The ULFA as an organization, the secessionists movement which started way back in 1979, is now at the most crucial turn of its history, as the organization as a whole has split, with the majority of its top founding leaders taking the peace talk route to find a solution to the prolonged civilian unrest in the state. However, peace talks that started in 2011 have continued without any resolve to date. The outfit’s split into two factions, the one on the side of the anti-faction of the peace-talks, now known as the UFLA (I), taken in-charge by Paresh Baruah, its commander in chief, has not shown any signs or possibility of joining the process of peace and reconciliation. It has been constantly reminded time and again that he’s unlikely to come forward for negotiations until the parleys with the pro-talks faction are completed. For whatever may be the reason for Paresh Baruah led ULFA (I) denial to trust the central government in joining the peace process, the people of Assam remain in hope that Paresh Baruah will act bigger than his interests for the sake of Assamese people, and come forward to amend ways with the central government. The Assamese people are hoping for Paresh Baruah to end the prolonged insurgency that has only sloped Assam’s road to progress and for any actual policy to meet its true potential on ground.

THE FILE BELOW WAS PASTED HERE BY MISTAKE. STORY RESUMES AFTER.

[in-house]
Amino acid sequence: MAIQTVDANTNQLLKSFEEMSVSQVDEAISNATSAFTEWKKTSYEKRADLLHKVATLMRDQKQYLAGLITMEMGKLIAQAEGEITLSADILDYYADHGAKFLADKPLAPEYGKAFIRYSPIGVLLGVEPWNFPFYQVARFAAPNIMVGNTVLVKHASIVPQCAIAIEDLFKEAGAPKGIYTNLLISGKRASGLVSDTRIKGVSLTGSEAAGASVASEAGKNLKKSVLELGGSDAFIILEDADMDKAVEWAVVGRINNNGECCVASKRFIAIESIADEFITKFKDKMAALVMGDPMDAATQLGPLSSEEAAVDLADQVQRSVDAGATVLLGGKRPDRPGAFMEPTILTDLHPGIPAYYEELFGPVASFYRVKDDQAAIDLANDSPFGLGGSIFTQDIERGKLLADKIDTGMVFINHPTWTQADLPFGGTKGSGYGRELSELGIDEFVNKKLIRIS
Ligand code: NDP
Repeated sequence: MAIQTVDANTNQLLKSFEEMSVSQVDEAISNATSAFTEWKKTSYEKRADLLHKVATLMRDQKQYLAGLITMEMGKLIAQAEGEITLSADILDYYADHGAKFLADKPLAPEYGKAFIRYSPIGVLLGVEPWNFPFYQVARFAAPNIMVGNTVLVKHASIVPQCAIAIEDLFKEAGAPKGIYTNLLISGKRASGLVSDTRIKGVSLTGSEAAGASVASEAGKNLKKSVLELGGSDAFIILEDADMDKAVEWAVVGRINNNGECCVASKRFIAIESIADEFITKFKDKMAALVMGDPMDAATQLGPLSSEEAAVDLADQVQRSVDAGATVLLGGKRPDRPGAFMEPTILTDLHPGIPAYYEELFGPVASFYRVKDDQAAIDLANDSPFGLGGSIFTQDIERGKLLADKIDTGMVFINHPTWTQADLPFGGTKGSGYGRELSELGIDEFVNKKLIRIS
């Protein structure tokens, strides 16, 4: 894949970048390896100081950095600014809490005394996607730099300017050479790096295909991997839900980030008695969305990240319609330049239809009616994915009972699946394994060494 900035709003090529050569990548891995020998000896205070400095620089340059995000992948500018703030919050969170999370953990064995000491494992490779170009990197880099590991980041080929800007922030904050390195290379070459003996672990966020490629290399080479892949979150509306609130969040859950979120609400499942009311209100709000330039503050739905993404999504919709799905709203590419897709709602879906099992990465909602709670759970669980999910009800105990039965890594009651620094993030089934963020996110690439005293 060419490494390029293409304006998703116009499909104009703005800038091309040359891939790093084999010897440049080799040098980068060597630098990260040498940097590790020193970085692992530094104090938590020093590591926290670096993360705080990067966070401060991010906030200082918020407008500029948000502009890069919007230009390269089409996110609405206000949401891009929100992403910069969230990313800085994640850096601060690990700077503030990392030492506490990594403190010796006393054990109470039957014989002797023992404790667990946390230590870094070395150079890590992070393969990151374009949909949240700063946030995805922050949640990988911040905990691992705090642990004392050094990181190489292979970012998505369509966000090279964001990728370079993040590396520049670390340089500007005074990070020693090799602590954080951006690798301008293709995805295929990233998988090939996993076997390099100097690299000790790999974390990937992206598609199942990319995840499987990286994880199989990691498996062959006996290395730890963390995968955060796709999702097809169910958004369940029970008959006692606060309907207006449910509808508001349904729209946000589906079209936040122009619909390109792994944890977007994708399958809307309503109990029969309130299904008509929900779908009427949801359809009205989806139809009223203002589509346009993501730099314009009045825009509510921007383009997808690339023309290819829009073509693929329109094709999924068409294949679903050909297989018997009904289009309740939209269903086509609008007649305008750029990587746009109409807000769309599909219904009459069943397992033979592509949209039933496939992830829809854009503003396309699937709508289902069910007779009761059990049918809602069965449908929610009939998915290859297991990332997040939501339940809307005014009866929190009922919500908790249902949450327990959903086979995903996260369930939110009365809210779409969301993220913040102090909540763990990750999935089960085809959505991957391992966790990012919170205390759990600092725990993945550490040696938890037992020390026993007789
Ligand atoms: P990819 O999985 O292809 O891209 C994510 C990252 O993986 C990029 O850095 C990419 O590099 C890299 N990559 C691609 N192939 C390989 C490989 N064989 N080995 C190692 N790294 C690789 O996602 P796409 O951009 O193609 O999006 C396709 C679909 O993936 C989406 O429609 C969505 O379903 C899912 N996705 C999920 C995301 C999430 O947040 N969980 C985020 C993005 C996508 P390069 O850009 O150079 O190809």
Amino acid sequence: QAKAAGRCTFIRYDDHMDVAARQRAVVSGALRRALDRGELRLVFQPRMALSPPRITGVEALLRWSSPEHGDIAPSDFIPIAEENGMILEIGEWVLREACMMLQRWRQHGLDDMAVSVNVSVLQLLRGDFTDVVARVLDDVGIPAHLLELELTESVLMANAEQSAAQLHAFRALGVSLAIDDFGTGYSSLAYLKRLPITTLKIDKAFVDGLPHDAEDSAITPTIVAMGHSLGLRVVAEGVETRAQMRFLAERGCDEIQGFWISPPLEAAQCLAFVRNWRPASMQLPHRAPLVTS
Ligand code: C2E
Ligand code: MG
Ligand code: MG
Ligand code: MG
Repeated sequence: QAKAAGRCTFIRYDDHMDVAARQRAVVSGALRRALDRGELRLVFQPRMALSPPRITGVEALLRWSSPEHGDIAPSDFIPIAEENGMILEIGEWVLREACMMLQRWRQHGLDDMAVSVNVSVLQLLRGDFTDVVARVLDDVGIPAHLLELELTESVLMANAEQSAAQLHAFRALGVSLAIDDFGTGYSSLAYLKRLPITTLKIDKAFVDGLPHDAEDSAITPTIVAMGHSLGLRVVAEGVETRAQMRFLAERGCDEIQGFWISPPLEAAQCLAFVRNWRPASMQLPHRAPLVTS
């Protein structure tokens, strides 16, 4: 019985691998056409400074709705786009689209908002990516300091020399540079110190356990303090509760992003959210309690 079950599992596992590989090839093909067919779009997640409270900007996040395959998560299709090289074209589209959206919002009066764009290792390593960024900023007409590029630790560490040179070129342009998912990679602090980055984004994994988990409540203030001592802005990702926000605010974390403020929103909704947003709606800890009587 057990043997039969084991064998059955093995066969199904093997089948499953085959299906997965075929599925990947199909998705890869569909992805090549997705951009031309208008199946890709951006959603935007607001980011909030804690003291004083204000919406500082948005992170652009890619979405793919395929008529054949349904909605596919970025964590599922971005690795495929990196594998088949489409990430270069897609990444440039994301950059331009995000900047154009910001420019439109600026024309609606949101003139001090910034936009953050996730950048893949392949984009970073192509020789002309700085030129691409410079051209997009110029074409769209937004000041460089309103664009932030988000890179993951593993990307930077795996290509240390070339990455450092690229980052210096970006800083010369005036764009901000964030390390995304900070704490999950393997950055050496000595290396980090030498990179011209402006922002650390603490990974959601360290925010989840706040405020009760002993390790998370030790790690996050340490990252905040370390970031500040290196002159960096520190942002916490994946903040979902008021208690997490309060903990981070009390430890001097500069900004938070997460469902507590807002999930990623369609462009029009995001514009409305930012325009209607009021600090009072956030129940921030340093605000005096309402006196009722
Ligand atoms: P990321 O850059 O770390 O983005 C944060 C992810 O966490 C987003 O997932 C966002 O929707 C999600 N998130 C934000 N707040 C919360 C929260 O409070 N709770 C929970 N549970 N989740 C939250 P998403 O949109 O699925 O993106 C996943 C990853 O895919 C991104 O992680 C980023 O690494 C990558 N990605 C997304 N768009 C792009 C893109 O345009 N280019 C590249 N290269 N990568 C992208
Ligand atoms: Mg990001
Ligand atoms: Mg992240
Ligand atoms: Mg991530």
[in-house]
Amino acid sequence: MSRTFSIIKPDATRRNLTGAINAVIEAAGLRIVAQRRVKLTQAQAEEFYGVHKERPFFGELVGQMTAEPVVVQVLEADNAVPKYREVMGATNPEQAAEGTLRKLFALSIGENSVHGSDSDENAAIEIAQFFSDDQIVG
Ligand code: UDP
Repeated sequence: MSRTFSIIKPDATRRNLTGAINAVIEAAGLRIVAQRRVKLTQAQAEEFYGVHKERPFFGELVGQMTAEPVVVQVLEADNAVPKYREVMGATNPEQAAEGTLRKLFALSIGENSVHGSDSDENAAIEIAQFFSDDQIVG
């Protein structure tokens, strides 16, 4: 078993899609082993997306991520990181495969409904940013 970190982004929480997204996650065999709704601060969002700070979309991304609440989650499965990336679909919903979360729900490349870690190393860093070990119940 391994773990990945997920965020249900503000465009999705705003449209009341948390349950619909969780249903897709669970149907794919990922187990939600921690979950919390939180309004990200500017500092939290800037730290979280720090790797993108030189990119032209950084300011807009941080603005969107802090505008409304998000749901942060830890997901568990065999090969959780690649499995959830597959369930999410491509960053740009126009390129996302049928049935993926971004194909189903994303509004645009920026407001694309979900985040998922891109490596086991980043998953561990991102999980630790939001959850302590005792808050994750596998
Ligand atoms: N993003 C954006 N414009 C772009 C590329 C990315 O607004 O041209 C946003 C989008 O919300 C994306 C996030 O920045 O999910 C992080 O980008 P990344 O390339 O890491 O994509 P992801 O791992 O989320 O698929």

ULFA (I) outfit, staying adamant and active at present, will continue to pose a threat to Assam’s internal security at large. Unlike others, the ULFA (I) cadres have managed to stay active in these many years, by taking shelter in the unknown forest terrains of the neighboring countries like Bangladesh, Myanmar and Bhutan, from where they operate their activities and hold camps for training and hiding. There are media reports and official statements by Assam police that some of the cadres are surrendering themselves after seeing the process of peace talks holding some credentials. Some cadres are apprehended in the cat and mice chase by police, but it is certain that the ULFA (I) now operate barely in the strength of 200 cadres. Perhaps, it is only their commander in chief who holds a personal interest behind the self-motivated struggle to continue the fight at the cost of “sovereign Assam” ideology, while others are making amends owing the blood they have spilled in Assam for many years.